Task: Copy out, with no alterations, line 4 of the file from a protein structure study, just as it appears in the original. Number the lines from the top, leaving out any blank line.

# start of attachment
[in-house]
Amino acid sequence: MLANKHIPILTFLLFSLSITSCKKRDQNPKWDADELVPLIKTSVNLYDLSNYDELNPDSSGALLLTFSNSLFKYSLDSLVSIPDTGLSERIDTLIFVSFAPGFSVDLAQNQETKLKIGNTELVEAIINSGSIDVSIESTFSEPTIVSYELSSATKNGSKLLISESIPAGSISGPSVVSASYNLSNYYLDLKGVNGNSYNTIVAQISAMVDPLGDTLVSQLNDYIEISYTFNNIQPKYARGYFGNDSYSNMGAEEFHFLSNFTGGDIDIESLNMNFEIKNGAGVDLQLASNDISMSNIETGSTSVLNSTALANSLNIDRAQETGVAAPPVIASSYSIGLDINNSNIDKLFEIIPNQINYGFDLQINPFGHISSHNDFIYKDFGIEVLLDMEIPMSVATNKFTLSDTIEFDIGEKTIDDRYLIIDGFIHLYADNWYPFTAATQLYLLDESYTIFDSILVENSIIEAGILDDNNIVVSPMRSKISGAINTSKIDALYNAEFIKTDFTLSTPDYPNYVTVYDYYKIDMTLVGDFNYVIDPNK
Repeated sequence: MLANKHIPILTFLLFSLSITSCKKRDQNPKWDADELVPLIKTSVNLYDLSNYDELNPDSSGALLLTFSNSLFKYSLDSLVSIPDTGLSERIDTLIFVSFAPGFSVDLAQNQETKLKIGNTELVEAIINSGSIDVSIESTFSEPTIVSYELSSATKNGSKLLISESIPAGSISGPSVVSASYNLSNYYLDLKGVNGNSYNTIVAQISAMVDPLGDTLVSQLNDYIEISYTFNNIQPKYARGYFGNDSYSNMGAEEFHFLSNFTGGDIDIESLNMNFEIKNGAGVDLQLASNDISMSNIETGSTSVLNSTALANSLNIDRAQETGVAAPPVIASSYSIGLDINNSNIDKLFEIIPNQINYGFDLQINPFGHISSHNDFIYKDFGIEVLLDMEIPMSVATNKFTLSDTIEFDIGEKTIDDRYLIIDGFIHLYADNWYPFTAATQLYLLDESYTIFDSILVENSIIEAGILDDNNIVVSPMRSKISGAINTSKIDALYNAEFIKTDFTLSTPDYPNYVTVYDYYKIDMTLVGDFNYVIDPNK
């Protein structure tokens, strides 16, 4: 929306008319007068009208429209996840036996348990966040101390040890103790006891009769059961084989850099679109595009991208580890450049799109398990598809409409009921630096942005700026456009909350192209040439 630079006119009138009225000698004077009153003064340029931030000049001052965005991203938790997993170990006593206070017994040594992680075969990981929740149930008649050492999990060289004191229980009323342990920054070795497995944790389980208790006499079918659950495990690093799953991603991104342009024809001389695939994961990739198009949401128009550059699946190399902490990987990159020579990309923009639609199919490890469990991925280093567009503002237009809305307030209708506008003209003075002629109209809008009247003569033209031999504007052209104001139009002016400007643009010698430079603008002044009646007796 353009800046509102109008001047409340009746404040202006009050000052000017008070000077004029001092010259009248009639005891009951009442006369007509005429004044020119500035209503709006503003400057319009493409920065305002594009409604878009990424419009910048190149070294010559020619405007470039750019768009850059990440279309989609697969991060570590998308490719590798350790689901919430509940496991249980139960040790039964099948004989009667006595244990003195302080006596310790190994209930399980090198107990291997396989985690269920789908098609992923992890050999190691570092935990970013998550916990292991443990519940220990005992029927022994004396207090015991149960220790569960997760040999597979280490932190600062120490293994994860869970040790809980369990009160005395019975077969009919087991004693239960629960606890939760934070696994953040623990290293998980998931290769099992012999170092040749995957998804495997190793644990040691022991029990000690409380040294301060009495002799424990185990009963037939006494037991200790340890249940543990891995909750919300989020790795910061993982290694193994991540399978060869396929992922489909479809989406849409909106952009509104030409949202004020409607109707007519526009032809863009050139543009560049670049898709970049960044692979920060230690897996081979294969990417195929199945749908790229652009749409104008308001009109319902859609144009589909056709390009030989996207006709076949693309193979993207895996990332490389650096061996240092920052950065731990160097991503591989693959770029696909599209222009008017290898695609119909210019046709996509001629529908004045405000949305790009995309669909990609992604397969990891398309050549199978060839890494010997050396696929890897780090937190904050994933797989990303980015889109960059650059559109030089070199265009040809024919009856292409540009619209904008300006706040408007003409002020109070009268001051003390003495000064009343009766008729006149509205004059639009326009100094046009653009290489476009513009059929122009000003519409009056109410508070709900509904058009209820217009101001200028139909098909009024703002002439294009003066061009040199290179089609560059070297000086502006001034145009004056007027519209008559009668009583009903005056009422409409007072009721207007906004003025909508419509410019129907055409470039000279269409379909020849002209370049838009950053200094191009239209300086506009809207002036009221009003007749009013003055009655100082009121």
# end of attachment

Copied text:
């Protein structure tokens, strides 16, 4: 929306008319007068009208429209996840036996348990966040101390040890103790006891009769059961084989850099679109595009991208580890450049799109398990598809409409009921630096942005700026456009909350192209040439 630079006119009138009225000698004077009153003064340029931030000049001052965005991203938790997993170990006593206070017994040594992680075969990981929740149930008649050492999990060289004191229980009323342990920054070795497995944790389980208790006499079918659950495990690093799953991603991104342009024809001389695939994961990739198009949401128009550059699946190399902490990987990159020579990309923009639609199919490890469990991925280093567009503002237009809305307030209708506008003209003075002629109209809008009247003569033209031999504007052209104001139009002016400007643009010698430079603008002044009646007796 353009800046509102109008001047409340009746404040202006009050000052000017008070000077004029001092010259009248009639005891009951009442006369007509005429004044020119500035209503709006503003400057319009493409920065305002594009409604878009990424419009910048190149070294010559020619405007470039750019768009850059990440279309989609697969991060570590998308490719590798350790689901919430509940496991249980139960040790039964099948004989009667006595244990003195302080006596310790190994209930399980090198107990291997396989985690269920789908098609992923992890050999190691570092935990970013998550916990292991443990519940220990005992029927022994004396207090015991149960220790569960997760040999597979280490932190600062120490293994994860869970040790809980369990009160005395019975077969009919087991004693239960629960606890939760934070696994953040623990290293998980998931290769099992012999170092040749995957998804495997190793644990040691022991029990000690409380040294301060009495002799424990185990009963037939006494037991200790340890249940543990891995909750919300989020790795910061993982290694193994991540399978060869396929992922489909479809989406849409909106952009509104030409949202004020409607109707007519526009032809863009050139543009560049670049898709970049960044692979920060230690897996081979294969990417195929199945749908790229652009749409104008308001009109319902859609144009589909056709390009030989996207006709076949693309193979993207895996990332490389650096061996240092920052950065731990160097991503591989693959770029696909599209222009008017290898695609119909210019046709996509001629529908004045405000949305790009995309669909990609992604397969990891398309050549199978060839890494010997050396696929890897780090937190904050994933797989990303980015889109960059650059559109030089070199265009040809024919009856292409540009619209904008300006706040408007003409002020109070009268001051003390003495000064009343009766008729006149509205004059639009326009100094046009653009290489476009513009059929122009000003519409009056109410508070709900509904058009209820217009101001200028139909098909009024703002002439294009003066061009040199290179089609560059070297000086502006001034145009004056007027519209008559009668009583009903005056009422409409007072009721207007906004003025909508419509410019129907055409470039000279269409379909020849002209370049838009950053200094191009239209300086506009809207002036009221009003007749009013003055009655100082009121």